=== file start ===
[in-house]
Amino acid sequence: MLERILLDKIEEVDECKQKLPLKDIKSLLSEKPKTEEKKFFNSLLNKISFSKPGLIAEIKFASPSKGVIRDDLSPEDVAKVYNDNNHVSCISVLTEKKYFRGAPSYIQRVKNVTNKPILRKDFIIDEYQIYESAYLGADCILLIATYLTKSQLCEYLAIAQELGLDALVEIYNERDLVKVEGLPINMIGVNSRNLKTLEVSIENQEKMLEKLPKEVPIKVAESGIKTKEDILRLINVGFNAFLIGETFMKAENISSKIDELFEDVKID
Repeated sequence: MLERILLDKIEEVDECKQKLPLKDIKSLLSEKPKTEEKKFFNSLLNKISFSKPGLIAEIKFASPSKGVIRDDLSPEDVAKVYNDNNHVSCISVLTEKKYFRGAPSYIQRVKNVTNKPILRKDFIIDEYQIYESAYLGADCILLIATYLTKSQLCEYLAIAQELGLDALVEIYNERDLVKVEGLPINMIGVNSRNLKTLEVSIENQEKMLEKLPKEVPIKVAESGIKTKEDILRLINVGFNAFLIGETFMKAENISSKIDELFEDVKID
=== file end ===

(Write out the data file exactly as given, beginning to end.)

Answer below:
[in-house]
Amino acid sequence: MLERILLDKIEEVDECKQKLPLKDIKSLLSEKPKTEEKKFFNSLLNKISFSKPGLIAEIKFASPSKGVIRDDLSPEDVAKVYNDNNHVSCISVLTEKKYFRGAPSYIQRVKNVTNKPILRKDFIIDEYQIYESAYLGADCILLIATYLTKSQLCEYLAIAQELGLDALVEIYNERDLVKVEGLPINMIGVNSRNLKTLEVSIENQEKMLEKLPKEVPIKVAESGIKTKEDILRLINVGFNAFLIGETFMKAENISSKIDELFEDVKID
Repeated sequence: MLERILLDKIEEVDECKQKLPLKDIKSLLSEKPKTEEKKFFNSLLNKISFSKPGLIAEIKFASPSKGVIRDDLSPEDVAKVYNDNNHVSCISVLTEKKYFRGAPSYIQRVKNVTNKPILRKDFIIDEYQIYESAYLGADCILLIATYLTKSQLCEYLAIAQELGLDALVEIYNERDLVKVEGLPINMIGVNSRNLKTLEVSIENQEKMLEKLPKEVPIKVAESGIKTKEDILRLINVGFNAFLIGETFMKAENISSKIDELFEDVKID